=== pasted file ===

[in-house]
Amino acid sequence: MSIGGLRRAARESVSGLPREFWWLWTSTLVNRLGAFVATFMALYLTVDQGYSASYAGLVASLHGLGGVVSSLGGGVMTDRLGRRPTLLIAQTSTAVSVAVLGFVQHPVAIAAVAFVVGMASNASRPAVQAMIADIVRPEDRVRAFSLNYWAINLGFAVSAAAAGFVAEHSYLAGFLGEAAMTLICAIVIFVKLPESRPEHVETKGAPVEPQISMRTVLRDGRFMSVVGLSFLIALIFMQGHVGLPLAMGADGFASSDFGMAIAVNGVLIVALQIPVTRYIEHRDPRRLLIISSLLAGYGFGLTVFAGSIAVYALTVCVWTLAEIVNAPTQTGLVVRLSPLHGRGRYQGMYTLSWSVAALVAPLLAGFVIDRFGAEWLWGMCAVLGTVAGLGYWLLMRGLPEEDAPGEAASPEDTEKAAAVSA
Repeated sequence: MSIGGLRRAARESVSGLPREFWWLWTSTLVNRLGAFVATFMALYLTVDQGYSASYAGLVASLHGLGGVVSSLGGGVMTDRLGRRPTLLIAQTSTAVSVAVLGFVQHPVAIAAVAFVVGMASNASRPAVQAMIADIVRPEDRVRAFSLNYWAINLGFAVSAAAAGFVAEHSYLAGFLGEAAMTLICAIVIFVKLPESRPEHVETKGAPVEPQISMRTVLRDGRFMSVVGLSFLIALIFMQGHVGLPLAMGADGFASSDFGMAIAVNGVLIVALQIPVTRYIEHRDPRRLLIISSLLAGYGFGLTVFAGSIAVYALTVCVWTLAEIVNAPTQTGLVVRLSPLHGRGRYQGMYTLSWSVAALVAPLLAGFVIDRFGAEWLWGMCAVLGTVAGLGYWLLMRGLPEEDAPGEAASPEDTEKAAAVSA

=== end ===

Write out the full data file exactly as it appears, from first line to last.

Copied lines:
[in-house]
Amino acid sequence: MSIGGLRRAARESVSGLPREFWWLWTSTLVNRLGAFVATFMALYLTVDQGYSASYAGLVASLHGLGGVVSSLGGGVMTDRLGRRPTLLIAQTSTAVSVAVLGFVQHPVAIAAVAFVVGMASNASRPAVQAMIADIVRPEDRVRAFSLNYWAINLGFAVSAAAAGFVAEHSYLAGFLGEAAMTLICAIVIFVKLPESRPEHVETKGAPVEPQISMRTVLRDGRFMSVVGLSFLIALIFMQGHVGLPLAMGADGFASSDFGMAIAVNGVLIVALQIPVTRYIEHRDPRRLLIISSLLAGYGFGLTVFAGSIAVYALTVCVWTLAEIVNAPTQTGLVVRLSPLHGRGRYQGMYTLSWSVAALVAPLLAGFVIDRFGAEWLWGMCAVLGTVAGLGYWLLMRGLPEEDAPGEAASPEDTEKAAAVSA
Repeated sequence: MSIGGLRRAARESVSGLPREFWWLWTSTLVNRLGAFVATFMALYLTVDQGYSASYAGLVASLHGLGGVVSSLGGGVMTDRLGRRPTLLIAQTSTAVSVAVLGFVQHPVAIAAVAFVVGMASNASRPAVQAMIADIVRPEDRVRAFSLNYWAINLGFAVSAAAAGFVAEHSYLAGFLGEAAMTLICAIVIFVKLPESRPEHVETKGAPVEPQISMRTVLRDGRFMSVVGLSFLIALIFMQGHVGLPLAMGADGFASSDFGMAIAVNGVLIVALQIPVTRYIEHRDPRRLLIISSLLAGYGFGLTVFAGSIAVYALTVCVWTLAEIVNAPTQTGLVVRLSPLHGRGRYQGMYTLSWSVAALVAPLLAGFVIDRFGAEWLWGMCAVLGTVAGLGYWLLMRGLPEEDAPGEAASPEDTEKAAAVSA